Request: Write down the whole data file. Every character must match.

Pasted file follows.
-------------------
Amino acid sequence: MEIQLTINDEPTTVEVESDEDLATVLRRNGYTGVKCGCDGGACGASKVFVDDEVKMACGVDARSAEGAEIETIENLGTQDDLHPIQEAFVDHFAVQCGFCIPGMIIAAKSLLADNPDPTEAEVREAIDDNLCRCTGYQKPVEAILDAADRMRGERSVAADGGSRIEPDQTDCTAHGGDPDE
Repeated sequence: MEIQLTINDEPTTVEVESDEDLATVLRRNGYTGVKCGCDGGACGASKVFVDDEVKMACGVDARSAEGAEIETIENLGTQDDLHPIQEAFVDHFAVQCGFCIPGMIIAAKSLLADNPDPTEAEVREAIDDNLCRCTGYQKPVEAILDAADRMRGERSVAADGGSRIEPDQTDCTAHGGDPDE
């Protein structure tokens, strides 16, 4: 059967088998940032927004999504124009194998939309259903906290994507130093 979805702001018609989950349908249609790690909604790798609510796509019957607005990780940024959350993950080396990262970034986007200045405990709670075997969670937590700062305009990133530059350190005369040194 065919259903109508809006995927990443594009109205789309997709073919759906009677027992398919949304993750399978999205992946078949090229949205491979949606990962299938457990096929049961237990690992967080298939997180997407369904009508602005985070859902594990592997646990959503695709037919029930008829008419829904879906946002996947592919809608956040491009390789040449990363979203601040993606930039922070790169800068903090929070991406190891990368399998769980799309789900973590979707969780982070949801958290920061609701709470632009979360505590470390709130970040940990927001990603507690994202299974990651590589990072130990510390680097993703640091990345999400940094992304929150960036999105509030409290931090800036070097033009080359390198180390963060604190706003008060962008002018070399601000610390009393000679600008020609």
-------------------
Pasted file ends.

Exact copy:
Amino acid sequence: MEIQLTINDEPTTVEVESDEDLATVLRRNGYTGVKCGCDGGACGASKVFVDDEVKMACGVDARSAEGAEIETIENLGTQDDLHPIQEAFVDHFAVQCGFCIPGMIIAAKSLLADNPDPTEAEVREAIDDNLCRCTGYQKPVEAILDAADRMRGERSVAADGGSRIEPDQTDCTAHGGDPDE
Repeated sequence: MEIQLTINDEPTTVEVESDEDLATVLRRNGYTGVKCGCDGGACGASKVFVDDEVKMACGVDARSAEGAEIETIENLGTQDDLHPIQEAFVDHFAVQCGFCIPGMIIAAKSLLADNPDPTEAEVREAIDDNLCRCTGYQKPVEAILDAADRMRGERSVAADGGSRIEPDQTDCTAHGGDPDE
């Protein structure tokens, strides 16, 4: 059967088998940032927004999504124009194998939309259903906290994507130093 979805702001018609989950349908249609790690909604790798609510796509019957607005990780940024959350993950080396990262970034986007200045405990709670075997969670937590700062305009990133530059350190005369040194 065919259903109508809006995927990443594009109205789309997709073919759906009677027992398919949304993750399978999205992946078949090229949205491979949606990962299938457990096929049961237990690992967080298939997180997407369904009508602005985070859902594990592997646990959503695709037919029930008829008419829904879906946002996947592919809608956040491009390789040449990363979203601040993606930039922070790169800068903090929070991406190891990368399998769980799309789900973590979707969780982070949801958290920061609701709470632009979360505590470390709130970040940990927001990603507690994202299974990651590589990072130990510390680097993703640091990345999400940094992304929150960036999105509030409290931090800036070097033009080359390198180390963060604190706003008060962008002018070399601000610390009393000679600008020609």